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September 18, 2005

Joe Biden Is Worried...

Well that just about tears it. I really don't see how any responsible world leader can ignore a warning of this gravity:

The Bush administration's mishandling of Iraq has brought us to the brink of a national security debacle. To salvage the situation, the administration must fundamentally change course inside Iraq, in the region and at the international level.

Stabilizing Iraq is a political as well as a military challenge. The administration is taking a huge gamble by going forward with a referendum for a constitution that is more likely to divide Iraq than to unite it.

A majority of Sunni Arabs are likely to vote against the constitution, but not the two-thirds needed to defeat it. That will further embitter them.

This argument should, perhaps, not surprise us coming from a Democratic Senator. This is, after all, the same party that's been trying to work out how they can overturn this troublesome process called representative government since November. The theory being that if the minority cannot get their way, they are entitled to feel "embittered" against the process. Seeing the undoubted attractions of this idea doesn't stop one from instinctively loathing it.

There must, you see, be something wrong with the whole process, because the Right Side didn't win. Not only that, but the Wrong Side now controls all three branches of government. This is, we are solemnly informed, de facto evidence of some sinister plot.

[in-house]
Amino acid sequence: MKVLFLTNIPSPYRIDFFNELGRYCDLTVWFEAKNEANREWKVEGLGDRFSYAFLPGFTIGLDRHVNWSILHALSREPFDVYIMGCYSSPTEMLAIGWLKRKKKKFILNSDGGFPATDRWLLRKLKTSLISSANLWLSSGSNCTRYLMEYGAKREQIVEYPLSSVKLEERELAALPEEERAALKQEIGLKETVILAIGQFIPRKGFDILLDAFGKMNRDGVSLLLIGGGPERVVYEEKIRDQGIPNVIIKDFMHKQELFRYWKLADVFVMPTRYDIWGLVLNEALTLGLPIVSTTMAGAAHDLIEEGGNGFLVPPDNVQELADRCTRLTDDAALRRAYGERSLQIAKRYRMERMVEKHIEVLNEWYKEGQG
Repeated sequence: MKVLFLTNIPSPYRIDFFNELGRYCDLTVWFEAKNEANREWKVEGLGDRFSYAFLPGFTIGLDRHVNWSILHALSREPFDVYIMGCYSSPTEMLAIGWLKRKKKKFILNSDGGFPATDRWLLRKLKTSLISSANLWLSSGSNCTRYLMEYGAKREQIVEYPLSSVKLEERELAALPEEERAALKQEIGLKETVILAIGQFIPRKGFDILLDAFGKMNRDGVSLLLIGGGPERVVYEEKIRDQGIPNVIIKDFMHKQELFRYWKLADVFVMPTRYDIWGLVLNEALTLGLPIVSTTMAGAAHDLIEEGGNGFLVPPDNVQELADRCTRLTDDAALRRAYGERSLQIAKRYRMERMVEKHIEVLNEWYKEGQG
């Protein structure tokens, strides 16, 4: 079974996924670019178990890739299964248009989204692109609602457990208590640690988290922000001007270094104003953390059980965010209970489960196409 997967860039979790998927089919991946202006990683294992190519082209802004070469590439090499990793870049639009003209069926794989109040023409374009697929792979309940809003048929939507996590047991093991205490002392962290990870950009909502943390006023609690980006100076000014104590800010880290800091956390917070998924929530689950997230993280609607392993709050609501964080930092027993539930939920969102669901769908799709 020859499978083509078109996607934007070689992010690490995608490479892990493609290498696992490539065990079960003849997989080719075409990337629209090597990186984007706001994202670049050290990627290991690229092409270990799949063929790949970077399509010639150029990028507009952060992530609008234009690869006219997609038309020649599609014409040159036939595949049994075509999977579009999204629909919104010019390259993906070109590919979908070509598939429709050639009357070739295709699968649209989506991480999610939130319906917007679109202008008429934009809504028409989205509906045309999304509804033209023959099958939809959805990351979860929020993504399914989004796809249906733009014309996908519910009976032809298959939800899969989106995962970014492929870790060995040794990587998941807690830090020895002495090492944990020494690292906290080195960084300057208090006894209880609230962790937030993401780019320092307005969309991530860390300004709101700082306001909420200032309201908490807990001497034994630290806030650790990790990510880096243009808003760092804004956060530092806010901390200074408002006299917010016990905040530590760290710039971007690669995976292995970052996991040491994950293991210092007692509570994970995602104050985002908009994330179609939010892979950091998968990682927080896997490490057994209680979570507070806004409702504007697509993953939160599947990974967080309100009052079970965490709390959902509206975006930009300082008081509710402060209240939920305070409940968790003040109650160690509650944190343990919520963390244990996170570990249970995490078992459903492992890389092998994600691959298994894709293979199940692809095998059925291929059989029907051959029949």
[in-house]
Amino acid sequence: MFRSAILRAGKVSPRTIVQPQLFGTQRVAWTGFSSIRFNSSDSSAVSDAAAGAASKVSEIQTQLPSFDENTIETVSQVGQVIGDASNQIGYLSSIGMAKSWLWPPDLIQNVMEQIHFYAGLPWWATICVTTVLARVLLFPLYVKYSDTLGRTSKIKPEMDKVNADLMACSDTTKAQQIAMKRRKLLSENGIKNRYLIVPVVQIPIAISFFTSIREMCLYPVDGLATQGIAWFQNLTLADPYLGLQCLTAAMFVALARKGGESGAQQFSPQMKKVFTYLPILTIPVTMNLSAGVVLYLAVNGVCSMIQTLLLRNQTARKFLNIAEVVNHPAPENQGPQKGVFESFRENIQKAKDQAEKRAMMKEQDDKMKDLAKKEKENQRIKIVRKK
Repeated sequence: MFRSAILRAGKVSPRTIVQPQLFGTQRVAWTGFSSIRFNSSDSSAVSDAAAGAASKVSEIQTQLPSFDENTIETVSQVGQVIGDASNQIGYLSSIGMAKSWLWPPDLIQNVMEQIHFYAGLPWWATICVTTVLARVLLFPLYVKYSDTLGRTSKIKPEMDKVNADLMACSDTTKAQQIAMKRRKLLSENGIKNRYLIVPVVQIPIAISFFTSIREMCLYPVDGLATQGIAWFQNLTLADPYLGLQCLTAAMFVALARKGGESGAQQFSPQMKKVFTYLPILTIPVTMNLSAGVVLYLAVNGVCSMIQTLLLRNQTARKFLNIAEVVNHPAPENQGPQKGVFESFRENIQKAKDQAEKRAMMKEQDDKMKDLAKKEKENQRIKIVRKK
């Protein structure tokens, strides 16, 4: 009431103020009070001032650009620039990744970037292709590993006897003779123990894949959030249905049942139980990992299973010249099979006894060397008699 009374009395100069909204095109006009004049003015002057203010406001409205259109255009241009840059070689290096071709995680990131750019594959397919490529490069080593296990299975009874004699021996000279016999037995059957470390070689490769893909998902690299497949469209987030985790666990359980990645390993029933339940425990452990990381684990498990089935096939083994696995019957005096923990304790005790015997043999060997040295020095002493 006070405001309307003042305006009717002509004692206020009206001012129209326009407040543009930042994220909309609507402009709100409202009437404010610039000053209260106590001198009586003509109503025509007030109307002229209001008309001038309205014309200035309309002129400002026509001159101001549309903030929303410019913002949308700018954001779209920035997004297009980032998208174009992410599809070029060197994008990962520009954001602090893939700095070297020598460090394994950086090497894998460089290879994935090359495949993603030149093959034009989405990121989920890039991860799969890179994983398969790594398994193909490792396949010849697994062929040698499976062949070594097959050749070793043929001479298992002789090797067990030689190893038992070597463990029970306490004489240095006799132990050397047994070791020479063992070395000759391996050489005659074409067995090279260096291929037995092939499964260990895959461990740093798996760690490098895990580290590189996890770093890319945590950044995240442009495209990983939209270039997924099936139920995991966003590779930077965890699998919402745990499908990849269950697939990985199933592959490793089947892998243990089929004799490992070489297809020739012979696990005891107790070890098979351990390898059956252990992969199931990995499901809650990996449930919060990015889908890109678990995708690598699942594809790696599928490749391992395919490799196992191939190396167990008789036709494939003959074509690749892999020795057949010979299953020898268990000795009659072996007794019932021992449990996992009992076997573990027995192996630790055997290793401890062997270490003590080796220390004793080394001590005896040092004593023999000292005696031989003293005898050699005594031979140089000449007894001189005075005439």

A sinister plot called Democracy, whereby the people get to vote for the representatives of their choice and, in turn, their duly-elected President appoints a Cabinet and members of the judiciary. Politics being, in the end, a numbers game, if the people elect more conservative than liberal Presidents over time, the Courts inevitably come to reflect the will of the people as well. The fact that "We, the People" seem blithely unconcerned about this horrid imbalance of power is due, no doubt, both to the obstructionist efforts of the loyal opposition and to the centrist nature of both parties in their modern-day incarnations. But this comforting thought never seems to occur to the conspiracy theorists - they're far too busy trying to figure out how to vest supreme and unbridled power in the hands of nine unelected and completely unaccountable jurists so they can restore a more proper sense of "balance" to the Force.

Since civics is no longer taught in our public schools, We the People are fortunate to have civil servants who double as civics teachers. Without Senator Biden's helpful commentary, we might be tempted to think over 200 years of successful history evidence that disgruntled minorities can take their frustrations out by pontificating down at the corner store rather than picking up a Kalishnikov. But then it's brown people we're talking about here, isn't it? And you know what "those people" are like - they're really not ready for democracy: